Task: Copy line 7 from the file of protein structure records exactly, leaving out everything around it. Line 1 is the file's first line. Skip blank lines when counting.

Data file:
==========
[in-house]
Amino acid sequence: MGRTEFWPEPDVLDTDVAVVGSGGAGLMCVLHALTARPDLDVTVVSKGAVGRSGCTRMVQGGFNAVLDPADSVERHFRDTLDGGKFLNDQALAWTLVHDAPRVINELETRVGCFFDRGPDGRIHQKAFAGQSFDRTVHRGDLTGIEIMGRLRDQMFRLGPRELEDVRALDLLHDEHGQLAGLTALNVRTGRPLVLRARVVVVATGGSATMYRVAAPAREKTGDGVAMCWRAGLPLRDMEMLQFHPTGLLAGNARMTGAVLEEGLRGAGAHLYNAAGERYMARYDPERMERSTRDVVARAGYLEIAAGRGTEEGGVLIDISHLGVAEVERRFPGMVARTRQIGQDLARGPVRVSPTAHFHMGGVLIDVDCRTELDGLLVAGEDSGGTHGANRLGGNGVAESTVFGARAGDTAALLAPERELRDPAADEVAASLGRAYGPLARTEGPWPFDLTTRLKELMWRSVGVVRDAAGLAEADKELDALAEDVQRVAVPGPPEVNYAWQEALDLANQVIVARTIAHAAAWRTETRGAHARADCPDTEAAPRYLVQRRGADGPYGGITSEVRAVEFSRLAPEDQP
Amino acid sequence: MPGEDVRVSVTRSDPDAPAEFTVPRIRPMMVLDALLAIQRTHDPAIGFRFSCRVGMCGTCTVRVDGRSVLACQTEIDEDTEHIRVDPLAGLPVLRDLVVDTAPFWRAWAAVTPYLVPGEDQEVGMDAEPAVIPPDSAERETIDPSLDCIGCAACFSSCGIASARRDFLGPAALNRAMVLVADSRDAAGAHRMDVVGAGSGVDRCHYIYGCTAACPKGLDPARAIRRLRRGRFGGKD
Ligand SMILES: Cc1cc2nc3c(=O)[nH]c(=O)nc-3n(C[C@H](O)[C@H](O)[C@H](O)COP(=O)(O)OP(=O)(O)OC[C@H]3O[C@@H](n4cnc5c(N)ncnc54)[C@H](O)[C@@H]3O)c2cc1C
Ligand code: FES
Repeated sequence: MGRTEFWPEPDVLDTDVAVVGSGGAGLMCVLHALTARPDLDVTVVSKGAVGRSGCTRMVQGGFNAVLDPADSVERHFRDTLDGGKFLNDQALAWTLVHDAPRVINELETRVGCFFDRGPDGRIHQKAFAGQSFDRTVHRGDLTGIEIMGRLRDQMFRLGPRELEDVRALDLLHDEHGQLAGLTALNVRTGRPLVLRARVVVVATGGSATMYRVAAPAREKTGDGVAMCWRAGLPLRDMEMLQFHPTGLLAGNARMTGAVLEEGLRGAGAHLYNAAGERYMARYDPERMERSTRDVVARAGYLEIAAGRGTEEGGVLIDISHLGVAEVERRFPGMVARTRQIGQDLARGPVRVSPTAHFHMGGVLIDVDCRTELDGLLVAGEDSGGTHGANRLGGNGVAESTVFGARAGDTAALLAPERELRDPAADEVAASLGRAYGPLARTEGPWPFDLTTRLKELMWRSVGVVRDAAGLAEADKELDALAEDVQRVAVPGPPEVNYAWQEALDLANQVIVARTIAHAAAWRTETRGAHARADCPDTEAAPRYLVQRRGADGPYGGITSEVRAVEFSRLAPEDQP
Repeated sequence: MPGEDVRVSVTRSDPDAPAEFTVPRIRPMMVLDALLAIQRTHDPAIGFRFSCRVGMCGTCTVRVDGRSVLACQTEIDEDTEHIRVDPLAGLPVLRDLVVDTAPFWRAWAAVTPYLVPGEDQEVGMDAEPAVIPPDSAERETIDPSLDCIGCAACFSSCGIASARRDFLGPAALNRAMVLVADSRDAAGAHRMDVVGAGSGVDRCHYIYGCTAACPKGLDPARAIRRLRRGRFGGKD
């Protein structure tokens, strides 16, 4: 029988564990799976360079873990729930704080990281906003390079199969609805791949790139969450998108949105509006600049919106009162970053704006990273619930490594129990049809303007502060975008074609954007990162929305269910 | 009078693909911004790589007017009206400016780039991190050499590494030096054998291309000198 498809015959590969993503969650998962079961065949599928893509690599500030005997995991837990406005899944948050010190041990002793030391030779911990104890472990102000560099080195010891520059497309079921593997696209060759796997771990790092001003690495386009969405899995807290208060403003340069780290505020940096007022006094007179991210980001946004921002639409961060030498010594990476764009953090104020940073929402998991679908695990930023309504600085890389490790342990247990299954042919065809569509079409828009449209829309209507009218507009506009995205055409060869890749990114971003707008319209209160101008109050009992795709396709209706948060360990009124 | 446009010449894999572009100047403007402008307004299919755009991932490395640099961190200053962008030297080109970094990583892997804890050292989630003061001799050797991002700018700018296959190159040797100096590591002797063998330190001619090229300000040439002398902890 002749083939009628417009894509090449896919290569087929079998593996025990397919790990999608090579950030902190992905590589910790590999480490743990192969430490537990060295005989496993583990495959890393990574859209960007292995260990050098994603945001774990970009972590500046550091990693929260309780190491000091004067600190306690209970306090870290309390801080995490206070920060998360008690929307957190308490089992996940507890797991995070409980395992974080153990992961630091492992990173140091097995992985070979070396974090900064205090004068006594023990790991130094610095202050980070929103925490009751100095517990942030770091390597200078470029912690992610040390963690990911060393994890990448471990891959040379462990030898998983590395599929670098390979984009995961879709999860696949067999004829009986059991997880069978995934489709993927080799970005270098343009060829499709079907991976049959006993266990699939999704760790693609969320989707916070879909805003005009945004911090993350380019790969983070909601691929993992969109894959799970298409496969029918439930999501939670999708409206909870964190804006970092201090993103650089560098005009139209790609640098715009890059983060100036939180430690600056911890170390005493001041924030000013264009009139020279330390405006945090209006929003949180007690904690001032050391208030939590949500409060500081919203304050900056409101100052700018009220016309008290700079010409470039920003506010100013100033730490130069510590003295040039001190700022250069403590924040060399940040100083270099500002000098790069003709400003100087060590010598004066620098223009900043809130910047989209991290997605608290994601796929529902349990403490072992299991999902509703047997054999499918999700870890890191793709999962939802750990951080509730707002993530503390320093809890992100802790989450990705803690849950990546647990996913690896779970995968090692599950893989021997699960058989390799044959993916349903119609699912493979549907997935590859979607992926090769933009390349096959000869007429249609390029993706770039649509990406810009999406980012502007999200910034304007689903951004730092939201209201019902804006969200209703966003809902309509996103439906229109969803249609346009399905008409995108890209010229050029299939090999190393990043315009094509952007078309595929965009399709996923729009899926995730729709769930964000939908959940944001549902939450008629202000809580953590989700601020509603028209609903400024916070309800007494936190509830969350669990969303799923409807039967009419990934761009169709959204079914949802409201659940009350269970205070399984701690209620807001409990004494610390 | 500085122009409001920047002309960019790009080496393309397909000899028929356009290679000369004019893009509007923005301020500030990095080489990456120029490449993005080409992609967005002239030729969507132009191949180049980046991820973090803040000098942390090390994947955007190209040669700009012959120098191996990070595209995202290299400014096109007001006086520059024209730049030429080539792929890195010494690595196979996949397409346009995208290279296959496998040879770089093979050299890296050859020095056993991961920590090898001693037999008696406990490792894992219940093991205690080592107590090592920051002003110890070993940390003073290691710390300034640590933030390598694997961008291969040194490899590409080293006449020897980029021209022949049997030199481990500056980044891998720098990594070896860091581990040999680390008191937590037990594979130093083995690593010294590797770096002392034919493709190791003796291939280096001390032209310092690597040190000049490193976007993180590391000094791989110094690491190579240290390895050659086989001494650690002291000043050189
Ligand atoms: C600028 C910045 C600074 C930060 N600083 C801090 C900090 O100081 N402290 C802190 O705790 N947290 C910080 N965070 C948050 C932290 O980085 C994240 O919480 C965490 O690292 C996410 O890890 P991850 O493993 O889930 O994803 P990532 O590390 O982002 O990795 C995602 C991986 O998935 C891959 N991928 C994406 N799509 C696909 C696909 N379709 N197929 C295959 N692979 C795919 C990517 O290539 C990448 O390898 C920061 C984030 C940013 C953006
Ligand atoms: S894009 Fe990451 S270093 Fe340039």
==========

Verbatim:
Repeated sequence: MPGEDVRVSVTRSDPDAPAEFTVPRIRPMMVLDALLAIQRTHDPAIGFRFSCRVGMCGTCTVRVDGRSVLACQTEIDEDTEHIRVDPLAGLPVLRDLVVDTAPFWRAWAAVTPYLVPGEDQEVGMDAEPAVIPPDSAERETIDPSLDCIGCAACFSSCGIASARRDFLGPAALNRAMVLVADSRDAAGAHRMDVVGAGSGVDRCHYIYGCTAACPKGLDPARAIRRLRRGRFGGKD